KGM, Konjac glucomannan; K+I, KGM + inulin; AIN, American Institute of Nutrition.
* The control diet was modified from AIN-93 G diet( Reference Reeves, Nielsen and Fahey18 ).
The formalin-fixed colonic tissues were processed with standard histological procedures. Paraffin sections (4 μm) were mounted on microscope slices and were dewaxed with xylene and rehydrated through descending alcohol concentration (100–70 %, w/w). Tissue sections were stained with haematoxylin and eosin. The histology of mucosal layer was observed under a 100× magnification with a Zeiss Axioskop 2 microscope (Carl Zeiss) equipped with a cooled charge-coupled device (CCD) video camera (Optronics Inc.). The mucosal layer thickness was determined using Lucia Measurement Image Analysis Systems (version 4.81; Laboratory Imaging) using a stage micrometer (Nikon) as a reference.
The Alcian blue is used to identify the sulphated and carboxylated acid mucopolysaccharides( Reference Lison19 ). The dewaxed and rehydrated slides were incubated in glacial acetic acid solution (3 %, w/w) for 3 min, 1 % (w/v) Alcian blue (pH 2·5, in 3 %, w/w glacial acetic acid) for 30 min and then 0·5 % (w/v) eosin solution for 1 min at room temperature. The mucin granules were enumerated in blind under 100× magnification and expressed as mucin density (number of mucin granules in each crypt).
Fluorescent in situ immunohistology of tight junction marker protein zona occludin-1
ZO-1 was determined using the fluorescent in situ immunohistological technique. Paraffin sections (4 μm) were dewaxed and rehydrated. Endogenous peroxidase activity of tissue slides were removed by treatment with 3 % (w/w) hydrogen peroxide for 20 min. Tissue slices were then blocked with 5 % (w/w) goat serum in 0·1m PBS containing 0·1 % (w/v) tween−20 for 1 h. The ZO-1 was detected with a rabbit anti-ZO-1 polyclone antibody (Abcam Co.) at a dilution of 1:50 at 37°C for 1 h, followed by a Alexa Fluor®-conjugated goat anti-rabbit IgG polyclone antibody (Abcam Co.) at a dilution of 1:10 at 37°C for 1 h. Slides were mounted with fluoroshield mounting medium containing 4′,6-diamidino-2-phenylindole (DAPI) (Abcam Co.). Fluorescence was observed and determined at 200× magnification with a Zeiss Axioskop 2 microscope (Carl Zeiss) fitted for epifluorescence device and a cooled CCD video camera (Optronics Inc.). The density of ZO-1 was determined as the red area (ZO-1 positive) over the blue area (nuclei stained by DAPI) and further calculated relative to that of the control group with Lucia Measurement Image Analysis Systems (Laboratory Imaging).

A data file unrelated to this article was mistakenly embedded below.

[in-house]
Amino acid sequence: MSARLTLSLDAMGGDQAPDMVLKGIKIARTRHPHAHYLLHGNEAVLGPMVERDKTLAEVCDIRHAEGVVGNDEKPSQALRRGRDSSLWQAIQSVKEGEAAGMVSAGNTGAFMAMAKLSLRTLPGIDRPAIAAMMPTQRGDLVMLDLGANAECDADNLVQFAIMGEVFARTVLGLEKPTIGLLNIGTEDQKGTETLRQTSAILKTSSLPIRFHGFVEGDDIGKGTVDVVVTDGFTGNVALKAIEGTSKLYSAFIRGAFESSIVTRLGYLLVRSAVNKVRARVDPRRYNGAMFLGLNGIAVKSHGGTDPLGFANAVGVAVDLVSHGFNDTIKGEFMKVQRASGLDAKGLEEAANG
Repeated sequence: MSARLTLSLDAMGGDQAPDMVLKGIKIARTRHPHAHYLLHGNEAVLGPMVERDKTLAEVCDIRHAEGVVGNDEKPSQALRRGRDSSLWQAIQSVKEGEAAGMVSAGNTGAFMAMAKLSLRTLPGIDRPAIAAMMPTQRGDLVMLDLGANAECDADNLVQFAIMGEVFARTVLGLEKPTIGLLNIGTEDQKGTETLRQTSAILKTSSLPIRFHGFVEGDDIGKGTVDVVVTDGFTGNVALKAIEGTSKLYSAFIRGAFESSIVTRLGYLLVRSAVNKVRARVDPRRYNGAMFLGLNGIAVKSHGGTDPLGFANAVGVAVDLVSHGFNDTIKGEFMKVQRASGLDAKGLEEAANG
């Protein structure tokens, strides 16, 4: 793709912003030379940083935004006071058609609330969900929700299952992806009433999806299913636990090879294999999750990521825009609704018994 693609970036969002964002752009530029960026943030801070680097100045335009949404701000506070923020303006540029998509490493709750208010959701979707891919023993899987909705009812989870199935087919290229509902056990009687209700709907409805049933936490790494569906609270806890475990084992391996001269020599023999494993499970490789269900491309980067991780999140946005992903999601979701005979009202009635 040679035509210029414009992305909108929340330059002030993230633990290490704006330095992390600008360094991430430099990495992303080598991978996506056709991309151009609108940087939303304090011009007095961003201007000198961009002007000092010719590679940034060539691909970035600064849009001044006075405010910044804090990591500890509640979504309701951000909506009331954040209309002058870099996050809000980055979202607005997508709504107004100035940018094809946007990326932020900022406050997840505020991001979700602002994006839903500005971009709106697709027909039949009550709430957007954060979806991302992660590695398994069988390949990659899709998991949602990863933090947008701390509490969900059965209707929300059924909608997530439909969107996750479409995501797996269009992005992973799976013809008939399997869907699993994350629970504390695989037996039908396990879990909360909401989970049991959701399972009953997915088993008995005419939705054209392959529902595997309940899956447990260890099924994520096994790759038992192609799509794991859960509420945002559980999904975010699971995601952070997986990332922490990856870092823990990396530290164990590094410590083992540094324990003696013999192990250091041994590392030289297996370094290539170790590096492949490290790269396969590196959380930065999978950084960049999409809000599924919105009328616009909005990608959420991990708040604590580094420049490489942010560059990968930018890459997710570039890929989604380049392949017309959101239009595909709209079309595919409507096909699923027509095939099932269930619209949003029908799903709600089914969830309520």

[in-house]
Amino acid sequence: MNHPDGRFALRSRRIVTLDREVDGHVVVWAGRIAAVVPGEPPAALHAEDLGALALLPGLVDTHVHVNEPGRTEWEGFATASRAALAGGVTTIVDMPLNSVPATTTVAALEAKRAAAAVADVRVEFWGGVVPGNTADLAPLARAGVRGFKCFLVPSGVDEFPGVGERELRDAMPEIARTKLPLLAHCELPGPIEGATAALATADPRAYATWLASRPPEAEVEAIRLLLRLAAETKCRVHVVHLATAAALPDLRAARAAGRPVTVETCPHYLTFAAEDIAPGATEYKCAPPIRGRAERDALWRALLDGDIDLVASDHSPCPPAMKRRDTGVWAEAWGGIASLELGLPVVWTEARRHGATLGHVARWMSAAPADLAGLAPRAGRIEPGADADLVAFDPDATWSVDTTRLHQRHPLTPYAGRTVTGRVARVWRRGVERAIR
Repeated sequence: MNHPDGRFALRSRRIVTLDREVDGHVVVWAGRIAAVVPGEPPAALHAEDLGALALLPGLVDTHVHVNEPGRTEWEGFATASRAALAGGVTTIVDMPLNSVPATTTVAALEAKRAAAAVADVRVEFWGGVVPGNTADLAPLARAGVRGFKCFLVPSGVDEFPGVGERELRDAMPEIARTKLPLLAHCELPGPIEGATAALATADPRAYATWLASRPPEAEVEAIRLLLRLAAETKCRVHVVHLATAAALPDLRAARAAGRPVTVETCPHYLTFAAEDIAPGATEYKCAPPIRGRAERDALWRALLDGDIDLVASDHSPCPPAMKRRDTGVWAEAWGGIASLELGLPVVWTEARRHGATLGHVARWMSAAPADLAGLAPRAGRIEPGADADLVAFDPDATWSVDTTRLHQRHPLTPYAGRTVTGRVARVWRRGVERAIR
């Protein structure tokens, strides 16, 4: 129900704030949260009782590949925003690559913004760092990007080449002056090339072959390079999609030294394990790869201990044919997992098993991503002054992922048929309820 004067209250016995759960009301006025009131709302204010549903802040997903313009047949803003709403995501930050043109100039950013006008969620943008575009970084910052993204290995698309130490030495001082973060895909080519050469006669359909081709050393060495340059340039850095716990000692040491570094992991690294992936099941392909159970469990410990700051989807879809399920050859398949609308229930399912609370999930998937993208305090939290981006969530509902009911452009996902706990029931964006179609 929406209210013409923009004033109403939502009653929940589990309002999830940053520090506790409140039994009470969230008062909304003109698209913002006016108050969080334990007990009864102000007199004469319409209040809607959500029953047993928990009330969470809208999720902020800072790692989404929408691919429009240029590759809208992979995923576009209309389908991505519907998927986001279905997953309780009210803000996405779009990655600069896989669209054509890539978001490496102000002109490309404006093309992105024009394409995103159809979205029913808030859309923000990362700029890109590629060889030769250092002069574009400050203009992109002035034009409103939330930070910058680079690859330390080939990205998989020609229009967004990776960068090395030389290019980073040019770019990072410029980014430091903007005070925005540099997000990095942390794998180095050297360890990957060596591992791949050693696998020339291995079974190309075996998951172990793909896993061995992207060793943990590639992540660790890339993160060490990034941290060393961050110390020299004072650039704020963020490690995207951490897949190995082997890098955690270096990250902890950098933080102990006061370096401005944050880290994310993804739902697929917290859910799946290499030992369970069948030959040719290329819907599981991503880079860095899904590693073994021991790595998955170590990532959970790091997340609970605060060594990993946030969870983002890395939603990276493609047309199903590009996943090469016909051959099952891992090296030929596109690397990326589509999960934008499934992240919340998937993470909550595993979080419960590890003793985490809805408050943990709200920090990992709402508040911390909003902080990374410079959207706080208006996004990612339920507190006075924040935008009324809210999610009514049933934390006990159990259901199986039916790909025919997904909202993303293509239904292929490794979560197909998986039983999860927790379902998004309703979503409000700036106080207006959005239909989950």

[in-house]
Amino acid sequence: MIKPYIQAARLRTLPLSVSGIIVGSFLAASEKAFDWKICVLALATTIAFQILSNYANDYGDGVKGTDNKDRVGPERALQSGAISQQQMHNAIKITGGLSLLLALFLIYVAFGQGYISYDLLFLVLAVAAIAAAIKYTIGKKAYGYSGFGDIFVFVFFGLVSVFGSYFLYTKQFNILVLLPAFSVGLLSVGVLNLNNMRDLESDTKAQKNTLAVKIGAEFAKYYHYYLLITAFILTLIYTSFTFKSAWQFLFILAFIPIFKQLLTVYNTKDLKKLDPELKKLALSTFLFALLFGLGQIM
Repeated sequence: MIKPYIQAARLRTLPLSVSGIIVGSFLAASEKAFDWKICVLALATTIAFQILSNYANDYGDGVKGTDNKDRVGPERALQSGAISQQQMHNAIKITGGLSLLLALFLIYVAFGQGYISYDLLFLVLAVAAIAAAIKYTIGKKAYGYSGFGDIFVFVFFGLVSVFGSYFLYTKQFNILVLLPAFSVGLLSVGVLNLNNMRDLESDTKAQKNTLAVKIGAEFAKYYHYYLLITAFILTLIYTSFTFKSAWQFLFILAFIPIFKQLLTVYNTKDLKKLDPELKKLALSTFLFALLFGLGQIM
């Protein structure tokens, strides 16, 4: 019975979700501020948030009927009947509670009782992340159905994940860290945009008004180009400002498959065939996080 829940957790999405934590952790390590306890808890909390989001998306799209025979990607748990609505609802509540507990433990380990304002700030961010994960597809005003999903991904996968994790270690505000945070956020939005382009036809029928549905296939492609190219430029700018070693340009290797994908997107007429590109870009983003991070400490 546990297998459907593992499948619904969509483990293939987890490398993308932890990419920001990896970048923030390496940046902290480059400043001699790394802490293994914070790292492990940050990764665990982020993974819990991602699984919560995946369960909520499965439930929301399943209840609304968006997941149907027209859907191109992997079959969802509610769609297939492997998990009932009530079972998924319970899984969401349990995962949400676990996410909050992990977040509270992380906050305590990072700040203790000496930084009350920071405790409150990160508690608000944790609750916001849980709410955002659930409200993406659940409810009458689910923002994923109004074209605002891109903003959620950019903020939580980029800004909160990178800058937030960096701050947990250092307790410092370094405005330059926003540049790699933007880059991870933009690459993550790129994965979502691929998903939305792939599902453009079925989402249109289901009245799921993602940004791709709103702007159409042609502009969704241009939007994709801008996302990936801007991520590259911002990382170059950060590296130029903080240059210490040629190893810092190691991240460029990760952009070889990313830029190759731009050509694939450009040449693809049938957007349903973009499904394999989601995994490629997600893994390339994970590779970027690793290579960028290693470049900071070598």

Relative gene expression
The gene expressions of Muc2, tight junction proteins including ZO-1 and occludin, antioxidant enzymes including glutathione peroxidase 2 (GPX2), glutathione S-transferase π (GST), catalase (CAT) and superoxide dismutase 1 (SOD1) and cytokines such as TNF-α and IL-10 were determined using quantitative real-time PCR (qRT-PCR). The RNA were isolated according to the method described previously( Reference Wu and Chen2 ). Briefly, the distal colon (50 mg) were homogenised in 1 ml REzolTM C&T reagent (Protech Technology). After addition with 0·2 ml chloroform, the samples were vigorously mixed and then centrifuged at 12 000 g for 15 min at 4°C. The supernatant was mixed with an equal volume of isopropanol (J. T. Baker) and centrifuged at 12 000 g for 10 min at 4°C to obtain the RNA pellets. After washing the pellets with 75 % ethanol, the RNA was dissolved in RNAase-free ultrapure water and stored at –70°C until further analysis. The concentration and quality of RNAs were determined at 260/280 nm absorbance.
The complementary DNAs were synthesised using random primers (Applied Biosystems Life Technologies) in a thermal cycler (TaKaRa Biomedical) at 25°C for 10 min, 37°C for 2 h and 85°C for 5 min. The qRT-PCR was performed using TaqMan gene expression assays (Applied Biosystems Life Technologies) with the StepOne Real-Time PCR system (Applied Biosystems Life Technologies). The exact primer and probe sequences were not provided due to the proprietary issue and policy of the supplier. The TaqMan primer/probe identification numbers of genes are provided in the supplementary material. The qRT-PCR was performed at 50°C for 2 min, 95°C for 10 min and fifty cycles at 95°C for 15 s and 60°C for 1 min. The relative gene expression of each target gene was first normalised to that of β-actin and further calculated relative to that of the control group using the comparative threshold cycle (Ct) method. The fold difference in gene expression was calculated as 2–ΔΔCt( Reference Wu and Chen2 ).